But if they did the equivalent of trying to cure us of being black, society would understand our outrage, as it has obvious parallels.
Since all this hit, I am all mixed up.
I don't feel male but I LOATHE anything female. I was looking at the med braceletts and felt ill looking at the frilly ones. I went to the Mens section and YAY! I saw ones I liked. I buy t-shirts only in hte male section because female section does cutesy things with tshirts I hate.
I guess I am seeking to look androgynous just automatically.
Has this happened to anyone?? I had clothes that were female of course. Jeans and stuff. DUMPED!
I feel best when I am no gender.
Yet, when I do vids on my special interest (not autism ) then I DO look like my gender (F). I even comb my hair!
So I am all mixed up. I never FEEL female, but I do present as F in some occasions. I never feel male, either.
I FEEL like a prepubescent child of no gender. I think I am going crazy,
Has anyone just had their gender drop right off??
I see a lot of things talking about Aspie people being generally great at math and with numbers.
For me I can remember phone numbers, dates etc. Very well, but I have extreme anxiety with math. I've always struggled with it, though the more straight forward math isn't as bad, I can't seem to hold mathematical Numbers in my head even for a small amount of time. Algebra was nearly impossible for me, by far the worst. X.x
Does anyone else here have extreme difficulty in math?
My Aspie boyfriend broke up with me. I am completely devastated. He told me that it was exhausting for him to be in a relationship, that he is tired of trying to live a "normal life". He said something about feeling stuck in a hole and that tiptoeing to get out is the thing that affects him most. I kept trying to be patient, supportive and understanding, I gave him space, didn't put pressure, but every little thing started bothering him. The first 6 months were amazing, he was so affectionate and caring and loving, yet all of a sudden it all began to fall apart. Since October I have been living in constant emotional stress, fearful of not doing something to upset him. I still do not fully understand how could he change his mind like that. I believe it might have to do with the changes he's been experiencing (job, place to live) and the emotional pressure may have been too much. I tried my best to be reassuring and making him feel safe, but apparently I failed. I am a mess, I think...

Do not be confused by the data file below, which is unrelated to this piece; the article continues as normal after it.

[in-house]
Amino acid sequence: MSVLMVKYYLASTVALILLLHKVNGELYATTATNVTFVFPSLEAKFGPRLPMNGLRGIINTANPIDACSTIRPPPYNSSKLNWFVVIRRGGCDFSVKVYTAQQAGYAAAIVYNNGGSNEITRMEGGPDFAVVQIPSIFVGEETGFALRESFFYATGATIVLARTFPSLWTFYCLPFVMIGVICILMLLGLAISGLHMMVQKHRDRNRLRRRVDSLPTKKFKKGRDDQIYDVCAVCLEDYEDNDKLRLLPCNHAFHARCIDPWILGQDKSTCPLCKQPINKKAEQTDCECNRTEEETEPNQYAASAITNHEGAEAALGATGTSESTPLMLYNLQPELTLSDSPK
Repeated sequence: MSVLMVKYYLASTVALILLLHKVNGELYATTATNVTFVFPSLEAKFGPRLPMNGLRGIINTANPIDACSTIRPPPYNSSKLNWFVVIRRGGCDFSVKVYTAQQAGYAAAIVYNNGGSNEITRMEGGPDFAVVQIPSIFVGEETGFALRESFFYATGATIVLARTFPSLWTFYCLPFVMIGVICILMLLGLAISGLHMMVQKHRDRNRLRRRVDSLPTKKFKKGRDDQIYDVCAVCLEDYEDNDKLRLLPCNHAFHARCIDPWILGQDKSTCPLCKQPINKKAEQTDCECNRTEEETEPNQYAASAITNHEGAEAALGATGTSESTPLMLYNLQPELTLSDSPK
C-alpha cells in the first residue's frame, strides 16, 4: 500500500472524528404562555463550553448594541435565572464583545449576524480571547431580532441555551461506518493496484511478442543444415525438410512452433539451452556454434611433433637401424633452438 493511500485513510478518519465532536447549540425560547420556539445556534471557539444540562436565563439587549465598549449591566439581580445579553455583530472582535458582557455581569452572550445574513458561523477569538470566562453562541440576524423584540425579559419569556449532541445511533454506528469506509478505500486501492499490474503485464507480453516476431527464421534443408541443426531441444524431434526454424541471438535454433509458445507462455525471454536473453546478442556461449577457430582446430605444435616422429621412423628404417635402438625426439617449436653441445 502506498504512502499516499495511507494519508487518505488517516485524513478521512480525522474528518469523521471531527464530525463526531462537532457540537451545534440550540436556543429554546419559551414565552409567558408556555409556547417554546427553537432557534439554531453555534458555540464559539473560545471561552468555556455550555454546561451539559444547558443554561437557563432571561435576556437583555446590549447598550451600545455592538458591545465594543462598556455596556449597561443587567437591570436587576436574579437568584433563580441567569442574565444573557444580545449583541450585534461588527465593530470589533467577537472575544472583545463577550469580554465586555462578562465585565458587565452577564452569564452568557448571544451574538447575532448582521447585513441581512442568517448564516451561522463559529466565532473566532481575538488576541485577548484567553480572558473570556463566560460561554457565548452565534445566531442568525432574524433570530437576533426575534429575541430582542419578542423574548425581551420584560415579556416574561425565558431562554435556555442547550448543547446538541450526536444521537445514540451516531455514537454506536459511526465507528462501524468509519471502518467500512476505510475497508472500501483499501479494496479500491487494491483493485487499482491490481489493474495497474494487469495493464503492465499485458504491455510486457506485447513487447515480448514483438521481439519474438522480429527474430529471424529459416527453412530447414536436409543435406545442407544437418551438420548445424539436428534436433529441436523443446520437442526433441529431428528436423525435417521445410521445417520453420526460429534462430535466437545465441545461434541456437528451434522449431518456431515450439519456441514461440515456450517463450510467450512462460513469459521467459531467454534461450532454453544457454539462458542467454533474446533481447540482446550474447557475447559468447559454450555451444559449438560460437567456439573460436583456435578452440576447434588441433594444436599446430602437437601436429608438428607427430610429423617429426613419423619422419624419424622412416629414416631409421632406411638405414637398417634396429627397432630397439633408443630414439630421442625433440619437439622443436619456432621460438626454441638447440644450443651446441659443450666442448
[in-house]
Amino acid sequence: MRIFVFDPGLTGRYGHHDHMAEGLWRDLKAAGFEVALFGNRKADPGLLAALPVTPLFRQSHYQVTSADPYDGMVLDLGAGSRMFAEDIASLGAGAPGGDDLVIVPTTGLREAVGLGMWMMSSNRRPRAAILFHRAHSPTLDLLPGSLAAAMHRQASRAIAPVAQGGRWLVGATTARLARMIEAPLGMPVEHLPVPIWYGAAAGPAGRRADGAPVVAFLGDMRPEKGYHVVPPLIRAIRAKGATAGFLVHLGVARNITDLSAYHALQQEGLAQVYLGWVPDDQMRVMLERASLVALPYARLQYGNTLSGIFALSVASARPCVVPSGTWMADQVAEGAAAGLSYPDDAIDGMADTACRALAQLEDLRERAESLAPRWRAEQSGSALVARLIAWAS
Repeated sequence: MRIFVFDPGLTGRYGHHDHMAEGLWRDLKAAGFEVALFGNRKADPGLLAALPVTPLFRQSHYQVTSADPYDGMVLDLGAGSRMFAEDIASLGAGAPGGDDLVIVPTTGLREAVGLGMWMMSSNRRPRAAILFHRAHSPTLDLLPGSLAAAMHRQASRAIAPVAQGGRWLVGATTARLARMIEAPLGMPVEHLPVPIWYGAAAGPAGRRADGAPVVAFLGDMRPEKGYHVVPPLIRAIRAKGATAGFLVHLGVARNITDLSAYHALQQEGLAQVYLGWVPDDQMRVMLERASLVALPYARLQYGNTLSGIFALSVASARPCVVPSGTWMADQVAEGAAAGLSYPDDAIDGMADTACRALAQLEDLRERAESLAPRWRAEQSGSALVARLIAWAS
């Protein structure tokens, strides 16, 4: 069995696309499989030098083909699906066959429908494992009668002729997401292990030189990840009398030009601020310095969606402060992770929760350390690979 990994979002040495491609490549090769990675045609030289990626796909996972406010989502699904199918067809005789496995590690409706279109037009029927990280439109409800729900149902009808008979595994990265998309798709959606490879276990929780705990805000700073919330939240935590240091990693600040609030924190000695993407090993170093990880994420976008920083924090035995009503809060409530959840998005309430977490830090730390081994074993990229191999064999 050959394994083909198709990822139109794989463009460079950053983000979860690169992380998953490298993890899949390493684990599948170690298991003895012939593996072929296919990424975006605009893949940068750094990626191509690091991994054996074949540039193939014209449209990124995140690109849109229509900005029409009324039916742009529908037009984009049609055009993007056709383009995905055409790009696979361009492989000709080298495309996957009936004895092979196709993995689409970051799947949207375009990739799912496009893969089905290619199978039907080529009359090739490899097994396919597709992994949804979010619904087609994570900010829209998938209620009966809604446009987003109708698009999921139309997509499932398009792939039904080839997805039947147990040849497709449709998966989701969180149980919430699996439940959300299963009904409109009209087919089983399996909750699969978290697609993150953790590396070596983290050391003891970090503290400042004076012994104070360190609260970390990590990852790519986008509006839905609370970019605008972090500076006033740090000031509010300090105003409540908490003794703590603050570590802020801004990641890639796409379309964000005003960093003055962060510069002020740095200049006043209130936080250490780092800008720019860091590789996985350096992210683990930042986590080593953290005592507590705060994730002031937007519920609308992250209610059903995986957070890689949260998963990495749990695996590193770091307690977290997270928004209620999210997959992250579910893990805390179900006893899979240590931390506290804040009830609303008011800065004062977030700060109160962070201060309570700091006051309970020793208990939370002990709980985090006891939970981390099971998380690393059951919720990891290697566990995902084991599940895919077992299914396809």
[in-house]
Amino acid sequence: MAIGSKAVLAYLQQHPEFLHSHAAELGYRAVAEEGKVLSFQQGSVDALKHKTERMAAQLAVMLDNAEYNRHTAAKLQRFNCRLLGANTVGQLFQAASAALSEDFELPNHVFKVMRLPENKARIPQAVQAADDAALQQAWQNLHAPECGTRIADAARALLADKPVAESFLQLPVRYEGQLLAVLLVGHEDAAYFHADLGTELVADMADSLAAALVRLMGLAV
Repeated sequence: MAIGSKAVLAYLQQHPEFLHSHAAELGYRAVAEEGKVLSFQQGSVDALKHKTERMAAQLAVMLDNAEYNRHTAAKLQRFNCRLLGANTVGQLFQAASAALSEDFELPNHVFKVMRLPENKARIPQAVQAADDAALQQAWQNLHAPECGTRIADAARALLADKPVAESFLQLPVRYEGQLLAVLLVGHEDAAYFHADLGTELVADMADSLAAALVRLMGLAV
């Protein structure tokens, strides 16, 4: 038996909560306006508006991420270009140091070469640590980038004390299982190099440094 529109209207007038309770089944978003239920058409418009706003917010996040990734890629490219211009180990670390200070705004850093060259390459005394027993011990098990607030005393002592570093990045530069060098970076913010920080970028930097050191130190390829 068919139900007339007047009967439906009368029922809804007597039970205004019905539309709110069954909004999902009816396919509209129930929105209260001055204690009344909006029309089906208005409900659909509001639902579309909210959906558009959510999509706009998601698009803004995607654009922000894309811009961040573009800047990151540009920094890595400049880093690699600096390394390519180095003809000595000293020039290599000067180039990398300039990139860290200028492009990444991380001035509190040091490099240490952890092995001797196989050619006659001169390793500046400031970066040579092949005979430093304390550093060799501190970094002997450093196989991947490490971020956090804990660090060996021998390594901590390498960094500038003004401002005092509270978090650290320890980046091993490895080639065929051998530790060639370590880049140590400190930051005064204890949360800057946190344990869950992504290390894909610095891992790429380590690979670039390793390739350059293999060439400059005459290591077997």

Hi all. I feel terrible after reading articles and blogs on a website which describe the experiences of wives of Asperger's men.
I could hardly believe what I was reading. It was hard to endure. Now, I feel like some kind of monster because I am not sure whether I have ever treated people, especially women, this way.
I am not married, but reading stuff like this makes me feel really guilty for wanting to ever get married.
The website states that Aspie men (like me) are akin to psychopaths and narcissists, and have the same effect in a relationship. They say being married to an Aspie man is like being ignored, invalidated all the time, abused, and their life destroyed. They say Aspie men never give them attention and always blame the wife for everything, and last but not least - are totally incapable of loving her.
I almost cried reading that last part. I mean, I believe that I can love a special girl in my life very much, and I want to treat her so well and do everything for...
I am curious to know more about the way Aspergers was taken out of the DSM and placed under Autism. I know a few people with Aspergers who are very adamant they they are NOT mentally ill (i tend to agree) and want Aspergers not to even be under the umbrella of Autism.
I would like to ask people with Asperger's how they feel about this? Is it an illness?
When I was dxed, it was Autism NOS. It was not Aspergers and I assumed this was because I don't funciton all that well. But I learned that the amount of functioning between Aspergers and HFA and Autism NOS does not really matter when it comes to dx. This makes even less sense to me because the next dr may say I have Aspergers!
Now I do NOT function well, so if Aspergers was not in the DSM, there would not be this confusion. My dx would then be based on the fact that I was not functioning and then I could accept that whatever I had needed some help there.
So if someone functions OK in any of the categories and does not want to be...